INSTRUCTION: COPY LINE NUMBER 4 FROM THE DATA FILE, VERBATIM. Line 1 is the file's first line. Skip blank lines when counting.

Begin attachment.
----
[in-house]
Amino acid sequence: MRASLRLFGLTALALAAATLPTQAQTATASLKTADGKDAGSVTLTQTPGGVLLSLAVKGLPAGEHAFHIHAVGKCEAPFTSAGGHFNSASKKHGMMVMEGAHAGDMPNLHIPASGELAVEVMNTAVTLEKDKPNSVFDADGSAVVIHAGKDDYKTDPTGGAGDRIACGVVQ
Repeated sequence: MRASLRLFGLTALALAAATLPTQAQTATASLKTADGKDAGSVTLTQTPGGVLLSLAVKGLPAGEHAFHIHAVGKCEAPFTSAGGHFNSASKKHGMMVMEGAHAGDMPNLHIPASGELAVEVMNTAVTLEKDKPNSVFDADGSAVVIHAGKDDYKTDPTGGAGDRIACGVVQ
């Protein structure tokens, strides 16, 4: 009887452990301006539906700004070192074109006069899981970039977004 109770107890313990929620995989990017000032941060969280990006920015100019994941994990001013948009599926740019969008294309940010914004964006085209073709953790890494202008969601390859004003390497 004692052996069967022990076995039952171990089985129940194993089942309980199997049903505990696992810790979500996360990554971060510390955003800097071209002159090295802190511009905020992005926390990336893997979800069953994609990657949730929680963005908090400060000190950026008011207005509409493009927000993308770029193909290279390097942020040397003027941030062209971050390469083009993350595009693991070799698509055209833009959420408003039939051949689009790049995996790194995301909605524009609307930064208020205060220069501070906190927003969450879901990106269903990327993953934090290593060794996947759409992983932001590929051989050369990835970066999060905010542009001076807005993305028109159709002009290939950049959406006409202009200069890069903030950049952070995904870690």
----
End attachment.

């Protein structure tokens, strides 16, 4: 009887452990301006539906700004070192074109006069899981970039977004 109770107890313990929620995989990017000032941060969280990006920015100019994941994990001013948009599926740019969008294309940010914004964006085209073709953790890494202008969601390859004003390497 004692052996069967022990076995039952171990089985129940194993089942309980199997049903505990696992810790979500996360990554971060510390955003800097071209002159090295802190511009905020992005926390990336893997979800069953994609990657949730929680963005908090400060000190950026008011207005509409493009927000993308770029193909290279390097942020040397003027941030062209971050390469083009993350595009693991070799698509055209833009959420408003039939051949689009790049995996790194995301909605524009609307930064208020205060220069501070906190927003969450879901990106269903990327993953934090290593060794996947759409992983932001590929051989050369990835970066999060905010542009001076807005993305028109159709002009290939950049959406006409202009200069890069903030950049952070995904870690």